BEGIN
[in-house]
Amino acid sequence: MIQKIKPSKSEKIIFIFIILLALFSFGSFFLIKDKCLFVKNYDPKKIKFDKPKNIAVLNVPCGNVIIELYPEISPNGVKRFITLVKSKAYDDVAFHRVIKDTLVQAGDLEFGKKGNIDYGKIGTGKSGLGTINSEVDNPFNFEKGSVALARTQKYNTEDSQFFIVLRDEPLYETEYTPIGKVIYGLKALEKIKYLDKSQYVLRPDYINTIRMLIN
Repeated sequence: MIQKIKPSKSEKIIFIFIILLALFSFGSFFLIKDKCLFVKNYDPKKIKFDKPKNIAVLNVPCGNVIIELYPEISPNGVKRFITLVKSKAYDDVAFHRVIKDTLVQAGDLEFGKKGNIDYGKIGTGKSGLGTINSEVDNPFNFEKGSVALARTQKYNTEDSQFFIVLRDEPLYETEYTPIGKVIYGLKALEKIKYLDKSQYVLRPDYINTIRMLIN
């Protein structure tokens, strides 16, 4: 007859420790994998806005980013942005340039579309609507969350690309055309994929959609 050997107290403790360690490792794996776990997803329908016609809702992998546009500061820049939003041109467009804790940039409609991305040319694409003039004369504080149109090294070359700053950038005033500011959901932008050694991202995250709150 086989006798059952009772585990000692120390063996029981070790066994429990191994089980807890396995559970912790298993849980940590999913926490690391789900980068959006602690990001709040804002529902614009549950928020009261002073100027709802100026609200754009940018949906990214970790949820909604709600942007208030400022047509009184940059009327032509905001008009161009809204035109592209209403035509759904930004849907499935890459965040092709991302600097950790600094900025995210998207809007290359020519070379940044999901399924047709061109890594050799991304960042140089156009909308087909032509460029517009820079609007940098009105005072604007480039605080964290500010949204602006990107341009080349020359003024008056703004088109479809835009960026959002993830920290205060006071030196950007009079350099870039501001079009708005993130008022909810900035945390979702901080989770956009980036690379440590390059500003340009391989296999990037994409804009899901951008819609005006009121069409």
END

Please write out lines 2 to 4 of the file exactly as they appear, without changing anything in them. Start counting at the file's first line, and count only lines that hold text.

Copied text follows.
Amino acid sequence: MIQKIKPSKSEKIIFIFIILLALFSFGSFFLIKDKCLFVKNYDPKKIKFDKPKNIAVLNVPCGNVIIELYPEISPNGVKRFITLVKSKAYDDVAFHRVIKDTLVQAGDLEFGKKGNIDYGKIGTGKSGLGTINSEVDNPFNFEKGSVALARTQKYNTEDSQFFIVLRDEPLYETEYTPIGKVIYGLKALEKIKYLDKSQYVLRPDYINTIRMLIN
Repeated sequence: MIQKIKPSKSEKIIFIFIILLALFSFGSFFLIKDKCLFVKNYDPKKIKFDKPKNIAVLNVPCGNVIIELYPEISPNGVKRFITLVKSKAYDDVAFHRVIKDTLVQAGDLEFGKKGNIDYGKIGTGKSGLGTINSEVDNPFNFEKGSVALARTQKYNTEDSQFFIVLRDEPLYETEYTPIGKVIYGLKALEKIKYLDKSQYVLRPDYINTIRMLIN
């Protein structure tokens, strides 16, 4: 007859420790994998806005980013942005340039579309609507969350690309055309994929959609 050997107290403790360690490792794996776990997803329908016609809702992998546009500061820049939003041109467009804790940039409609991305040319694409003039004369504080149109090294070359700053950038005033500011959901932008050694991202995250709150 086989006798059952009772585990000692120390063996029981070790066994429990191994089980807890396995559970912790298993849980940590999913926490690391789900980068959006602690990001709040804002529902614009549950928020009261002073100027709802100026609200754009940018949906990214970790949820909604709600942007208030400022047509009184940059009327032509905001008009161009809204035109592209209403035509759904930004849907499935890459965040092709991302600097950790600094900025995210998207809007290359020519070379940044999901399924047709061109890594050799991304960042140089156009909308087909032509460029517009820079609007940098009105005072604007480039605080964290500010949204602006990107341009080349020359003024008056703004088109479809835009960026959002993830920290205060006071030196950007009079350099870039501001079009708005993130008022909810900035945390979702901080989770956009980036690379440590390059500003340009391989296999990037994409804009899901951008819609005006009121069409």